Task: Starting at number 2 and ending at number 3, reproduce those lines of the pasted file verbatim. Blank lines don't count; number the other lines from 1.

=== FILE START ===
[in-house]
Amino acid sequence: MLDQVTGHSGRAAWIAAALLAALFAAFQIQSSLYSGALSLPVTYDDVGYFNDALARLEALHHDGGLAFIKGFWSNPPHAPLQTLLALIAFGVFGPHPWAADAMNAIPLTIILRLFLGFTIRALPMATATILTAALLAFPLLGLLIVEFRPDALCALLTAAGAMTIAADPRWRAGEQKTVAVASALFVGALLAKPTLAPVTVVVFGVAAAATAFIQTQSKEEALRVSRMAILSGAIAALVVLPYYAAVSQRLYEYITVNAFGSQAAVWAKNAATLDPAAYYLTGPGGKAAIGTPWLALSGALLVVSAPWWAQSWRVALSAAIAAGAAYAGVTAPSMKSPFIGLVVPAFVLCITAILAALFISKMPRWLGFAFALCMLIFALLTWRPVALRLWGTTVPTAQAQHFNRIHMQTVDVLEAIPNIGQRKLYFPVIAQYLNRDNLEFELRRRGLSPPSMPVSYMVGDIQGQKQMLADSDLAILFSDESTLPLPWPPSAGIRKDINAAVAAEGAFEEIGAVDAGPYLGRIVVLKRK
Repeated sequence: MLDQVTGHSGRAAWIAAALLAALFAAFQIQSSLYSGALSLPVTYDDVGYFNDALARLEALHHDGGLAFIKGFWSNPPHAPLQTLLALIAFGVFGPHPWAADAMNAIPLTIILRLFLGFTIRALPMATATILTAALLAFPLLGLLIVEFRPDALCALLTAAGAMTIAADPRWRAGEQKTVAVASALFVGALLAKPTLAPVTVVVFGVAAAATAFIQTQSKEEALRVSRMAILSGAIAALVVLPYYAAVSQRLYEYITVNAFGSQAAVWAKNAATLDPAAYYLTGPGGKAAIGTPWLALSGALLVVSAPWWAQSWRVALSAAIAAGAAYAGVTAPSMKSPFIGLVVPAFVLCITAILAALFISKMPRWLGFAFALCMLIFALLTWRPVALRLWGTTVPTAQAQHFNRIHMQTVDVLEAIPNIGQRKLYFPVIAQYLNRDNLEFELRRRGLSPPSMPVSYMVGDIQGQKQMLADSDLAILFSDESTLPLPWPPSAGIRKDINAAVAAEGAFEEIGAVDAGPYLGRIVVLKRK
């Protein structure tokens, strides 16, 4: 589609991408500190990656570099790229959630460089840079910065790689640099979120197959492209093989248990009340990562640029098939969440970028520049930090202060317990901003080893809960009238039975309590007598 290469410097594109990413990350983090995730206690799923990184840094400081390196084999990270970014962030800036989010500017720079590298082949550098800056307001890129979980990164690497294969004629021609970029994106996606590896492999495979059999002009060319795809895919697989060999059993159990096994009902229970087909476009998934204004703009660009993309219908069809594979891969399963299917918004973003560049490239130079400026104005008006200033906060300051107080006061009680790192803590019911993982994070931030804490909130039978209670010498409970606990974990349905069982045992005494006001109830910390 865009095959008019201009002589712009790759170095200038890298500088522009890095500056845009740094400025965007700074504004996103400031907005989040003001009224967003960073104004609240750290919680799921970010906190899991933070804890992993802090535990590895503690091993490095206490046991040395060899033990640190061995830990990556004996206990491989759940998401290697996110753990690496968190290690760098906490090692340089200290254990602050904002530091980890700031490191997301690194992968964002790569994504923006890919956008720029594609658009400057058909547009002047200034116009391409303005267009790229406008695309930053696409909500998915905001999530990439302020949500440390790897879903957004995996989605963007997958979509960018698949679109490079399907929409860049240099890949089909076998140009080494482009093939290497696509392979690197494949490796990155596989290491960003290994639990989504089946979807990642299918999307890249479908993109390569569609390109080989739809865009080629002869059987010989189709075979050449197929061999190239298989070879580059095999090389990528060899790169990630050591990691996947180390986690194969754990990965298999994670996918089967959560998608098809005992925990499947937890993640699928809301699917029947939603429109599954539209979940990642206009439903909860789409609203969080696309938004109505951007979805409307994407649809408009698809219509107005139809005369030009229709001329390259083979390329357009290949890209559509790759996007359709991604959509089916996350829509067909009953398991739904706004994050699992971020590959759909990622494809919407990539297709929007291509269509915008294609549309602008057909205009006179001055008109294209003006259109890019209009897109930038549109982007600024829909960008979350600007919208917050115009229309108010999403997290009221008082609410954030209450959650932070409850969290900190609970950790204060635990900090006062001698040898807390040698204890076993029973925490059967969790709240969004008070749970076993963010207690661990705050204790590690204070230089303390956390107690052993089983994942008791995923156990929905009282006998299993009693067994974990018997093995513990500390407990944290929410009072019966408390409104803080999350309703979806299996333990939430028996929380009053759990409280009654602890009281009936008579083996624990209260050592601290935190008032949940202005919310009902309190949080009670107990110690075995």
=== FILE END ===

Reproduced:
Amino acid sequence: MLDQVTGHSGRAAWIAAALLAALFAAFQIQSSLYSGALSLPVTYDDVGYFNDALARLEALHHDGGLAFIKGFWSNPPHAPLQTLLALIAFGVFGPHPWAADAMNAIPLTIILRLFLGFTIRALPMATATILTAALLAFPLLGLLIVEFRPDALCALLTAAGAMTIAADPRWRAGEQKTVAVASALFVGALLAKPTLAPVTVVVFGVAAAATAFIQTQSKEEALRVSRMAILSGAIAALVVLPYYAAVSQRLYEYITVNAFGSQAAVWAKNAATLDPAAYYLTGPGGKAAIGTPWLALSGALLVVSAPWWAQSWRVALSAAIAAGAAYAGVTAPSMKSPFIGLVVPAFVLCITAILAALFISKMPRWLGFAFALCMLIFALLTWRPVALRLWGTTVPTAQAQHFNRIHMQTVDVLEAIPNIGQRKLYFPVIAQYLNRDNLEFELRRRGLSPPSMPVSYMVGDIQGQKQMLADSDLAILFSDESTLPLPWPPSAGIRKDINAAVAAEGAFEEIGAVDAGPYLGRIVVLKRK
Repeated sequence: MLDQVTGHSGRAAWIAAALLAALFAAFQIQSSLYSGALSLPVTYDDVGYFNDALARLEALHHDGGLAFIKGFWSNPPHAPLQTLLALIAFGVFGPHPWAADAMNAIPLTIILRLFLGFTIRALPMATATILTAALLAFPLLGLLIVEFRPDALCALLTAAGAMTIAADPRWRAGEQKTVAVASALFVGALLAKPTLAPVTVVVFGVAAAATAFIQTQSKEEALRVSRMAILSGAIAALVVLPYYAAVSQRLYEYITVNAFGSQAAVWAKNAATLDPAAYYLTGPGGKAAIGTPWLALSGALLVVSAPWWAQSWRVALSAAIAAGAAYAGVTAPSMKSPFIGLVVPAFVLCITAILAALFISKMPRWLGFAFALCMLIFALLTWRPVALRLWGTTVPTAQAQHFNRIHMQTVDVLEAIPNIGQRKLYFPVIAQYLNRDNLEFELRRRGLSPPSMPVSYMVGDIQGQKQMLADSDLAILFSDESTLPLPWPPSAGIRKDINAAVAAEGAFEEIGAVDAGPYLGRIVVLKRK